Pakistanis silent on terror of child rape

VULNERABLE: Children watch a friend play hopscotch on the outskirts of Islamabad. Child rape has become absorbed in the fabric of apathy that allows Pakistanis to witness and then ignore what should be cause for alarm. PHOTO: REUTERS


    Feb 26, 2015

    Pakistanis silent on terror of child rape

    IN THE Lahore Children's Hospital, a seven-year-old girl from Sargodha who was raped lies in critical condition.

    According to doctors, the injuries sustained by the child on the lower part of her body are so severe that they have become infected. The infection, called septicemia or sepsis, has spread through her body and may not respond to antibiotics. And so, another child of Pakistan lies at death's door in a society that knows no accountability, particularly for its weakest members.

    There was a time, not too long ago, when the rape of children was deemed deserving of some outrage, even if it was of the usual perfunctory Pakistani sort.

    Last year, when a little girl was kidnapped outside her house, raped and then left near a hospital, many raised their voices against the grotesque nature of the crime. Since then, it seems, this evil too has become absorbed in the fabric of apathy that allows Pakistanis to witness and then ignore what, to a normal society, would be cause for deep disturbance and alarm.


    A number of child rapes have been reported in just the past couple of months.

    Early last month, the body of a six-year-old boy was found in a mosque. According to reports, the boy had been raped repeatedly before his body was abandoned. A man who had gone to the mosque to pray said that he had seen the boy's body and told the mosque administration about it. Among the people who are being investigated is the mosque's chief cleric.

    The same month, a seven-year-old girl was found raped and stoned to death, according to news reports. Similarly, in November, a five-year-old girl was allegedly gang-raped in the Islampura area of Lahore. This incident is said to have taken place in a school.

    Schools and mosques are thus all unsafe for Pakistan's children, and so are the streets, particularly for the kids who live on them.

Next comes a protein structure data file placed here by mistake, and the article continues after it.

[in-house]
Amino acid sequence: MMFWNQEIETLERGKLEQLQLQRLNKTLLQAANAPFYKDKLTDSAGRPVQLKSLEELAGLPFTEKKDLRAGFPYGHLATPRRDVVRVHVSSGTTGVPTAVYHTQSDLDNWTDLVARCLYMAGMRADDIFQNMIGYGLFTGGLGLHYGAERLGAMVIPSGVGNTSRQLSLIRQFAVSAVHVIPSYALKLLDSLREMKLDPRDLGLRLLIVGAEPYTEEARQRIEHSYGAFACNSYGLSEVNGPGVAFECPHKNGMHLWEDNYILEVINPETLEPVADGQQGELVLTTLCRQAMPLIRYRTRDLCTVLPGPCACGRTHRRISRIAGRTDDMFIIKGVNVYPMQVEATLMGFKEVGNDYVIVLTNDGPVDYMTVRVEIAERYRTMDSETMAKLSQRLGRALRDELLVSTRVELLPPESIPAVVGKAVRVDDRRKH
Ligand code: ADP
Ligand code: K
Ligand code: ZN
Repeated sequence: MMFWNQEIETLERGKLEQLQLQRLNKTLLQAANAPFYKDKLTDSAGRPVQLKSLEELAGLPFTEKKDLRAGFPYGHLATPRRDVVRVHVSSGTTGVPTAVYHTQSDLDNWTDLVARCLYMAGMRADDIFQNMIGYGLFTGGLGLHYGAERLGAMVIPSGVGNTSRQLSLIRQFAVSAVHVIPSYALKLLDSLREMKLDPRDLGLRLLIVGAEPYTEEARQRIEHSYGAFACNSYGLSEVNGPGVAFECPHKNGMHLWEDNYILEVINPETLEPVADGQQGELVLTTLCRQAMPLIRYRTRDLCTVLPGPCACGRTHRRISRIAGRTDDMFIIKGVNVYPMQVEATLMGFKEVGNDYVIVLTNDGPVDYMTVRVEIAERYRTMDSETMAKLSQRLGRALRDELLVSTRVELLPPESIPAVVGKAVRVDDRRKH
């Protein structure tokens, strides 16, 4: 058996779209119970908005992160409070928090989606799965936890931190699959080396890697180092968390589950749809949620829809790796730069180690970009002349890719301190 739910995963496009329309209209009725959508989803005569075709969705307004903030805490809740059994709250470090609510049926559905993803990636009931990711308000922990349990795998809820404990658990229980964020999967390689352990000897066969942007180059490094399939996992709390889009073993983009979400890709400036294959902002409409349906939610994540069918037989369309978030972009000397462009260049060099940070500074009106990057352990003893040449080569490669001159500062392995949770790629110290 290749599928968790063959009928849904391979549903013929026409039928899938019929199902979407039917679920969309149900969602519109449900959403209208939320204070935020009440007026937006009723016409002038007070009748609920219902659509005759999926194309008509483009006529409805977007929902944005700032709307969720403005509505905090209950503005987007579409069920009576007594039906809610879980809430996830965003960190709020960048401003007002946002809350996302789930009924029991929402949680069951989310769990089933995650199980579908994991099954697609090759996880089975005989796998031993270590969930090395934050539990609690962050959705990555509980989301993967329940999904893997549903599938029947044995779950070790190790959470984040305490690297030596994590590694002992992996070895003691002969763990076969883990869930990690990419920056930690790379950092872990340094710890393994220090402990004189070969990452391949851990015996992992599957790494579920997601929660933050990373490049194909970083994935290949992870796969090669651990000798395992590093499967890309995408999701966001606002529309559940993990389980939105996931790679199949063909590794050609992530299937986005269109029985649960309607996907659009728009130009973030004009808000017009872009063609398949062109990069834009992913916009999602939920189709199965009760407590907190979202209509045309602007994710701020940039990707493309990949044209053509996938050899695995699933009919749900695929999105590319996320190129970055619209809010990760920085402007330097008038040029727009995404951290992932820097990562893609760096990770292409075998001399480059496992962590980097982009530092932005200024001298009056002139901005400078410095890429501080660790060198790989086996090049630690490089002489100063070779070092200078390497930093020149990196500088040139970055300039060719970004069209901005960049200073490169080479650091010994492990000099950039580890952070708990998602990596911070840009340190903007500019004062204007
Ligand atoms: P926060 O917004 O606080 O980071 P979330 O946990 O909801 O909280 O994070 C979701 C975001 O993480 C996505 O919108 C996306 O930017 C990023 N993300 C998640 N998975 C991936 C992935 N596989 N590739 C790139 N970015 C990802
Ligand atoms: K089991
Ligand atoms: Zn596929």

Last year, Streets Of Shame, a documentary focusing on the street children of Peshawar, revealed just how precarious and devoid of innocence their existence is.

    Numbering over a million, these street children live at the mercy of pimps and handlers who rent them out. Nine out of 10 street children are believed to have been sexually abused.

    The truck drivers who ply the highways in their brightly coloured vehicles are said to be the instruments of the terror inflicted on them. According to numbers quoted in the documentary, 95 per cent of truck drivers admitted that having intercourse with a young boy was one of their favourite pastimes during rest breaks.

    In the words of human rights lawyer Zia Awan: "This is happening everywhere, in the big cities, small cities, in the villages and towns."

    It should come as little surprise, then, that children are being raped and their bodies dumped on roofs and at trash heaps and open fields all around Pakistan. Horrible consequences for surviving victims are not unusual either, when others discover they have been raped .


    In the documentary, when the older brother of a young boy learns that his brother was gang-raped, the older boy declares that this is "his own sin" and that he would have burned the younger boy alive if he had found out. The blame for rape, even if the victim is a child, is squarely on the victim. Instead of catching the culprits, society deems it correct to eliminate the person who has already suffered.

    The law helps accomplish the task. In late 2010, the Federal Shariat Court declared that the provisions of the Women's Protection Act of 2006, which prevented rape victims from being prosecuted for adultery or fornication under the Zina and Hudood Act of 1979, were unconstitutional. In its judgments, the court declared that Sections 11, 28 and 29 of the Act attempted to "override" the provisions of the Zina and Hudood ordinance. Parliament was given until June 2011 to pass new provisions, but it never did.

    Since the horrific attack on the Army Public School in December, much is being said about the country's responsibility to its youngest and most vulnerable. Every now and then, this new resolve is featured in pictures and articles in which children from this or that school are seen learning drills so that they know what to do when their school faces a terror attack.

    Children in various provinces have been taught first aid, how to evacuate buildings and even to use firearms, lest they have to take on attackers themselves.

    The lessons of Peshawar have been that in a society riven with terror, innocence is a luxury that a Pakistani child cannot afford; guns are everywhere - children may as well learn to use them.


    The terror of rape, however, is the unspoken scourge that no one is willing to acknowledge and whose taint is so great as to render victims, even when they are children, utterly worthless in the eyes of a Pakistan that otherwise professes to love them.

    No school, no mosque and no madrasah in the country has programmes against child sexual abuse or discusses self-defence strategies that children could use against the predators who lurk all around them. Perhaps, secretly, Pakistan has already concluded that these children simply do not have a chance.

    If this is true, the girl battling for her life against septicemia at the Lahore Children's Hospital is already doomed, perhaps better off dead than living in a country that could not care less about her ordeal.


    The writer is an attorney teaching constitutional law and political philosophy.